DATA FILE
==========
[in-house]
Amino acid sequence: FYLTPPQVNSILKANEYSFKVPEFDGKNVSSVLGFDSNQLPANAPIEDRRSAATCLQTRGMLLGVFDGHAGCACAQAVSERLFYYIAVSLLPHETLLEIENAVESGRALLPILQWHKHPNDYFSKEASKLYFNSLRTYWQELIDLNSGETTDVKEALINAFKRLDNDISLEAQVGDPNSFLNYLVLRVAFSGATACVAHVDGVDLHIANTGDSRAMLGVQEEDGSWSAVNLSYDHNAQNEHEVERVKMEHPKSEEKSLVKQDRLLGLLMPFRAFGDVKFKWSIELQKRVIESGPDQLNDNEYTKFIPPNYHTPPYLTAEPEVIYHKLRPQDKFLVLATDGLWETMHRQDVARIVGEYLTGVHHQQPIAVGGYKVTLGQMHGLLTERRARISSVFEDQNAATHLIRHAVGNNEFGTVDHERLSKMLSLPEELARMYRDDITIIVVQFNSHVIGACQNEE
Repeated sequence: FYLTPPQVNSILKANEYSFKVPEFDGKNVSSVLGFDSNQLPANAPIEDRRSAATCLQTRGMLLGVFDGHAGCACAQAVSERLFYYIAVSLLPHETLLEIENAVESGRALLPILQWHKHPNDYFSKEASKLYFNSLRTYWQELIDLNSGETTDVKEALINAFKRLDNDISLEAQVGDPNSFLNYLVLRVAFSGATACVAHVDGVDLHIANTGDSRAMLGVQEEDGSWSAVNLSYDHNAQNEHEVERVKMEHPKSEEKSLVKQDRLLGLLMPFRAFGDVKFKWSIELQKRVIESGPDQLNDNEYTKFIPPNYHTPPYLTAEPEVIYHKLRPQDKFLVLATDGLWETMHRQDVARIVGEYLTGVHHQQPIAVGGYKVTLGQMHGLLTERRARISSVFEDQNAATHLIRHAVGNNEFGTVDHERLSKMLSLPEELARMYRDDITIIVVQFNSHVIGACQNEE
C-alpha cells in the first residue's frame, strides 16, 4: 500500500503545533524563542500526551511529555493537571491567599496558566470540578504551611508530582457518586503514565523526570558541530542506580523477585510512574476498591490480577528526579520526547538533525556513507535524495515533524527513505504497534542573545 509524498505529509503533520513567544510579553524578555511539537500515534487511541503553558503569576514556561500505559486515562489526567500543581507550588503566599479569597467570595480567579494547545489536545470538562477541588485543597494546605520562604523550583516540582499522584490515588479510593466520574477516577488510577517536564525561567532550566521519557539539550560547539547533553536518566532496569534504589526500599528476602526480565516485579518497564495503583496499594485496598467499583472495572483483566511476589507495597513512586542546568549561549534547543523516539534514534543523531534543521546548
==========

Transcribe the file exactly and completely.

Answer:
[in-house]
Amino acid sequence: FYLTPPQVNSILKANEYSFKVPEFDGKNVSSVLGFDSNQLPANAPIEDRRSAATCLQTRGMLLGVFDGHAGCACAQAVSERLFYYIAVSLLPHETLLEIENAVESGRALLPILQWHKHPNDYFSKEASKLYFNSLRTYWQELIDLNSGETTDVKEALINAFKRLDNDISLEAQVGDPNSFLNYLVLRVAFSGATACVAHVDGVDLHIANTGDSRAMLGVQEEDGSWSAVNLSYDHNAQNEHEVERVKMEHPKSEEKSLVKQDRLLGLLMPFRAFGDVKFKWSIELQKRVIESGPDQLNDNEYTKFIPPNYHTPPYLTAEPEVIYHKLRPQDKFLVLATDGLWETMHRQDVARIVGEYLTGVHHQQPIAVGGYKVTLGQMHGLLTERRARISSVFEDQNAATHLIRHAVGNNEFGTVDHERLSKMLSLPEELARMYRDDITIIVVQFNSHVIGACQNEE
Repeated sequence: FYLTPPQVNSILKANEYSFKVPEFDGKNVSSVLGFDSNQLPANAPIEDRRSAATCLQTRGMLLGVFDGHAGCACAQAVSERLFYYIAVSLLPHETLLEIENAVESGRALLPILQWHKHPNDYFSKEASKLYFNSLRTYWQELIDLNSGETTDVKEALINAFKRLDNDISLEAQVGDPNSFLNYLVLRVAFSGATACVAHVDGVDLHIANTGDSRAMLGVQEEDGSWSAVNLSYDHNAQNEHEVERVKMEHPKSEEKSLVKQDRLLGLLMPFRAFGDVKFKWSIELQKRVIESGPDQLNDNEYTKFIPPNYHTPPYLTAEPEVIYHKLRPQDKFLVLATDGLWETMHRQDVARIVGEYLTGVHHQQPIAVGGYKVTLGQMHGLLTERRARISSVFEDQNAATHLIRHAVGNNEFGTVDHERLSKMLSLPEELARMYRDDITIIVVQFNSHVIGACQNEE
C-alpha cells in the first residue's frame, strides 16, 4: 500500500503545533524563542500526551511529555493537571491567599496558566470540578504551611508530582457518586503514565523526570558541530542506580523477585510512574476498591490480577528526579520526547538533525556513507535524495515533524527513505504497534542573545 509524498505529509503533520513567544510579553524578555511539537500515534487511541503553558503569576514556561500505559486515562489526567500543581507550588503566599479569597467570595480567579494547545489536545470538562477541588485543597494546605520562604523550583516540582499522584490515588479510593466520574477516577488510577517536564525561567532550566521519557539539550560547539547533553536518566532496569534504589526500599528476602526480565516485579518497564495503583496499594485496598467499583472495572483483566511476589507495597513512586542546568549561549534547543523516539534514534543523531534543521546548